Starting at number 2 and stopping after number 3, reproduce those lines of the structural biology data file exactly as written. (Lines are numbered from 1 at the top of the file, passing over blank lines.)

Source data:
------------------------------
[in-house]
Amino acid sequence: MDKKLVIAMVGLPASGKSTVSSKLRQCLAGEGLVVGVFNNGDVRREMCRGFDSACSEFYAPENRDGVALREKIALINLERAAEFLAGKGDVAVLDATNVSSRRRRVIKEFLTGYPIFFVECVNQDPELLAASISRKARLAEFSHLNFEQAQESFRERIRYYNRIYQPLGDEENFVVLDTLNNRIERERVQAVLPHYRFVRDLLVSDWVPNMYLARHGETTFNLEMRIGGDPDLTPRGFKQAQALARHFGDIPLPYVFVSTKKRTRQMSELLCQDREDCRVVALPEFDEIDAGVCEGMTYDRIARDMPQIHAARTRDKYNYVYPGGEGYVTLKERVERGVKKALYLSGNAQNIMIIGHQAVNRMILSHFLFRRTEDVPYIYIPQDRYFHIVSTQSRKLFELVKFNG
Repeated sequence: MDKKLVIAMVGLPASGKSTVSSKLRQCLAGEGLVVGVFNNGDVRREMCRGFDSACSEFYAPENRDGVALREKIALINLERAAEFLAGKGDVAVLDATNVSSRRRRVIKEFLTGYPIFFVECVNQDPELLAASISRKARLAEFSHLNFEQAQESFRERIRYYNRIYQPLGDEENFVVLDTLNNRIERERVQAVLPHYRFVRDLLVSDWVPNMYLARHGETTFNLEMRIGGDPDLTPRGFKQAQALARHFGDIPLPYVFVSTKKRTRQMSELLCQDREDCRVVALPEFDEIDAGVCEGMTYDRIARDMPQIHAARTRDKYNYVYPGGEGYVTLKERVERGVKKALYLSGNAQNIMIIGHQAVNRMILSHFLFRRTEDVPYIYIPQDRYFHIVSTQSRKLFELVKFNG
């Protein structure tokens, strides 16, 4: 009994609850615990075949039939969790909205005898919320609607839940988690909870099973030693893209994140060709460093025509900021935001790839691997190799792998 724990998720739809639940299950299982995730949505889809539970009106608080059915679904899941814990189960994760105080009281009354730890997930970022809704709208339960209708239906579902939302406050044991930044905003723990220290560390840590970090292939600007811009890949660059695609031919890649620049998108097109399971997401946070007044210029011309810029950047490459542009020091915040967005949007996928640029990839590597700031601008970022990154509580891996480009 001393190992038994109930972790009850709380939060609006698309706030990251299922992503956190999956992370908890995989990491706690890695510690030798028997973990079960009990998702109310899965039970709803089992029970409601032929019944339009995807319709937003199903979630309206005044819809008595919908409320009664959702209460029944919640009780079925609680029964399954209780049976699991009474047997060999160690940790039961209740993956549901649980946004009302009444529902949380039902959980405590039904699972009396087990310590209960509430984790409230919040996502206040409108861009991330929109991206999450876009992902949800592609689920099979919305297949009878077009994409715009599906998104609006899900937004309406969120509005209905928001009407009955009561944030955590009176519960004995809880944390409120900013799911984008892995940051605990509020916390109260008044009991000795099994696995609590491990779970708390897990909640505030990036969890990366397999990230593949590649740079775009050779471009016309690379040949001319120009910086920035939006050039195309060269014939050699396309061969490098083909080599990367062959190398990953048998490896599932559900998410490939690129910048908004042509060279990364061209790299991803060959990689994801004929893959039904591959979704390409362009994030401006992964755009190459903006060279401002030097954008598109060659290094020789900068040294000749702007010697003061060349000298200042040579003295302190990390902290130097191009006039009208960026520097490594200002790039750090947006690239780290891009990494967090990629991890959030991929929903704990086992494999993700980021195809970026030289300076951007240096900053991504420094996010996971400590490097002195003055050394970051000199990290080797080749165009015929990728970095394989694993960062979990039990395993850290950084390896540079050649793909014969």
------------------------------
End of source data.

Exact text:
Amino acid sequence: MDKKLVIAMVGLPASGKSTVSSKLRQCLAGEGLVVGVFNNGDVRREMCRGFDSACSEFYAPENRDGVALREKIALINLERAAEFLAGKGDVAVLDATNVSSRRRRVIKEFLTGYPIFFVECVNQDPELLAASISRKARLAEFSHLNFEQAQESFRERIRYYNRIYQPLGDEENFVVLDTLNNRIERERVQAVLPHYRFVRDLLVSDWVPNMYLARHGETTFNLEMRIGGDPDLTPRGFKQAQALARHFGDIPLPYVFVSTKKRTRQMSELLCQDREDCRVVALPEFDEIDAGVCEGMTYDRIARDMPQIHAARTRDKYNYVYPGGEGYVTLKERVERGVKKALYLSGNAQNIMIIGHQAVNRMILSHFLFRRTEDVPYIYIPQDRYFHIVSTQSRKLFELVKFNG
Repeated sequence: MDKKLVIAMVGLPASGKSTVSSKLRQCLAGEGLVVGVFNNGDVRREMCRGFDSACSEFYAPENRDGVALREKIALINLERAAEFLAGKGDVAVLDATNVSSRRRRVIKEFLTGYPIFFVECVNQDPELLAASISRKARLAEFSHLNFEQAQESFRERIRYYNRIYQPLGDEENFVVLDTLNNRIERERVQAVLPHYRFVRDLLVSDWVPNMYLARHGETTFNLEMRIGGDPDLTPRGFKQAQALARHFGDIPLPYVFVSTKKRTRQMSELLCQDREDCRVVALPEFDEIDAGVCEGMTYDRIARDMPQIHAARTRDKYNYVYPGGEGYVTLKERVERGVKKALYLSGNAQNIMIIGHQAVNRMILSHFLFRRTEDVPYIYIPQDRYFHIVSTQSRKLFELVKFNG